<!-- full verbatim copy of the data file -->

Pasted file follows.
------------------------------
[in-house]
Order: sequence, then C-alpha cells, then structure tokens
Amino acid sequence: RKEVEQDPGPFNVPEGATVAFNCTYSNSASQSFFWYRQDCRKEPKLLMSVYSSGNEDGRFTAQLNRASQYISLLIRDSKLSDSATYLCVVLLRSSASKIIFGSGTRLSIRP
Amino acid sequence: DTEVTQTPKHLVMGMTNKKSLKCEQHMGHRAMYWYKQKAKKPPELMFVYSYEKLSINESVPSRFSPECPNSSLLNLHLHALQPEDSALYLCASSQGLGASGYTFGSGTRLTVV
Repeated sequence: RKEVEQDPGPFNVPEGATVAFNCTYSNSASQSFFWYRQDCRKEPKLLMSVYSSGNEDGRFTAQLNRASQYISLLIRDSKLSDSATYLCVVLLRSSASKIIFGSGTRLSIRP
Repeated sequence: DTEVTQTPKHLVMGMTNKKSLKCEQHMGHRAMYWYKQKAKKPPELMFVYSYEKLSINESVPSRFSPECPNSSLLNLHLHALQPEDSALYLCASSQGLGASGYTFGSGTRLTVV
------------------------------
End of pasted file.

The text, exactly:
[in-house]
Order: sequence, then C-alpha cells, then structure tokens
Amino acid sequence: RKEVEQDPGPFNVPEGATVAFNCTYSNSASQSFFWYRQDCRKEPKLLMSVYSSGNEDGRFTAQLNRASQYISLLIRDSKLSDSATYLCVVLLRSSASKIIFGSGTRLSIRP
Amino acid sequence: DTEVTQTPKHLVMGMTNKKSLKCEQHMGHRAMYWYKQKAKKPPELMFVYSYEKLSINESVPSRFSPECPNSSLLNLHLHALQPEDSALYLCASSQGLGASGYTFGSGTRLTVV
Repeated sequence: RKEVEQDPGPFNVPEGATVAFNCTYSNSASQSFFWYRQDCRKEPKLLMSVYSSGNEDGRFTAQLNRASQYISLLIRDSKLSDSATYLCVVLLRSSASKIIFGSGTRLSIRP
Repeated sequence: DTEVTQTPKHLVMGMTNKKSLKCEQHMGHRAMYWYKQKAKKPPELMFVYSYEKLSINESVPSRFSPECPNSSLLNLHLHALQPEDSALYLCASSQGLGASGYTFGSGTRLTVV